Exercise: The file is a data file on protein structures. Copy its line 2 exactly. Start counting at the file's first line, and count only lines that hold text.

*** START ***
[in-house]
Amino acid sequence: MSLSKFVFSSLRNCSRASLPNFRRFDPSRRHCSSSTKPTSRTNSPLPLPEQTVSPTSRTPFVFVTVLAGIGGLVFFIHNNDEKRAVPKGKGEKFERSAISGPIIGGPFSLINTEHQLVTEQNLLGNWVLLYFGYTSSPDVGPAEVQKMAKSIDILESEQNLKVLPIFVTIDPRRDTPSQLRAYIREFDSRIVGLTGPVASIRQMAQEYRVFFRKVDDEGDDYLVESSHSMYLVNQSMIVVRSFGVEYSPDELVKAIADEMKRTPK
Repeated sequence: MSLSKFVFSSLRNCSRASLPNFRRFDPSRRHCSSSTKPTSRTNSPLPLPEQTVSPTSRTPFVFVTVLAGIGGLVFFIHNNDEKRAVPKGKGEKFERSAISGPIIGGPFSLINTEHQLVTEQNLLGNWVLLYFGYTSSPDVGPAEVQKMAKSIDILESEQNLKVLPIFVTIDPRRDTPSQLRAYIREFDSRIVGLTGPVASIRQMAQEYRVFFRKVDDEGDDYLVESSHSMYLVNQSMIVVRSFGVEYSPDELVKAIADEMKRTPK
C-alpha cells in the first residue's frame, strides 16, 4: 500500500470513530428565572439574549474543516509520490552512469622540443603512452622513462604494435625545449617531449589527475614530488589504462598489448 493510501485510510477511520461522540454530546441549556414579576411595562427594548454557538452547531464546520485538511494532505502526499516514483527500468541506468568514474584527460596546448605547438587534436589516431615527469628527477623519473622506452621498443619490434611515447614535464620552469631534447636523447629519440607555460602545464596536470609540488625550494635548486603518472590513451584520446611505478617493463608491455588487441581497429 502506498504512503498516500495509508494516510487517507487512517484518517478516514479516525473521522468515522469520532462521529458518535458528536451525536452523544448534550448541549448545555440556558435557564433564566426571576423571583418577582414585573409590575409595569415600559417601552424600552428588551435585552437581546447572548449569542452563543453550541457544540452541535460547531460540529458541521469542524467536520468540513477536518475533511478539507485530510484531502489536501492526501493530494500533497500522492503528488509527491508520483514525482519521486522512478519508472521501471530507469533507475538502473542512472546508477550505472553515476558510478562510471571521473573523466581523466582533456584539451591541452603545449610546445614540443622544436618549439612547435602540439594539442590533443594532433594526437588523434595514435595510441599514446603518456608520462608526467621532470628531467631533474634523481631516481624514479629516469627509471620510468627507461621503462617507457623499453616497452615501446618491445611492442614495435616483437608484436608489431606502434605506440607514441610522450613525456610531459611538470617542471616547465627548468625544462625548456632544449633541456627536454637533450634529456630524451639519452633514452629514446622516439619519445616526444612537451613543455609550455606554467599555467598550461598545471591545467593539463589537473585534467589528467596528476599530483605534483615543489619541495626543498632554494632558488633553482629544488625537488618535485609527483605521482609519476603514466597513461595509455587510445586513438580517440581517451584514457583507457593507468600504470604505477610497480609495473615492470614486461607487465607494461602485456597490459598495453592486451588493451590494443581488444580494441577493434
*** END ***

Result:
Amino acid sequence: MSLSKFVFSSLRNCSRASLPNFRRFDPSRRHCSSSTKPTSRTNSPLPLPEQTVSPTSRTPFVFVTVLAGIGGLVFFIHNNDEKRAVPKGKGEKFERSAISGPIIGGPFSLINTEHQLVTEQNLLGNWVLLYFGYTSSPDVGPAEVQKMAKSIDILESEQNLKVLPIFVTIDPRRDTPSQLRAYIREFDSRIVGLTGPVASIRQMAQEYRVFFRKVDDEGDDYLVESSHSMYLVNQSMIVVRSFGVEYSPDELVKAIADEMKRTPK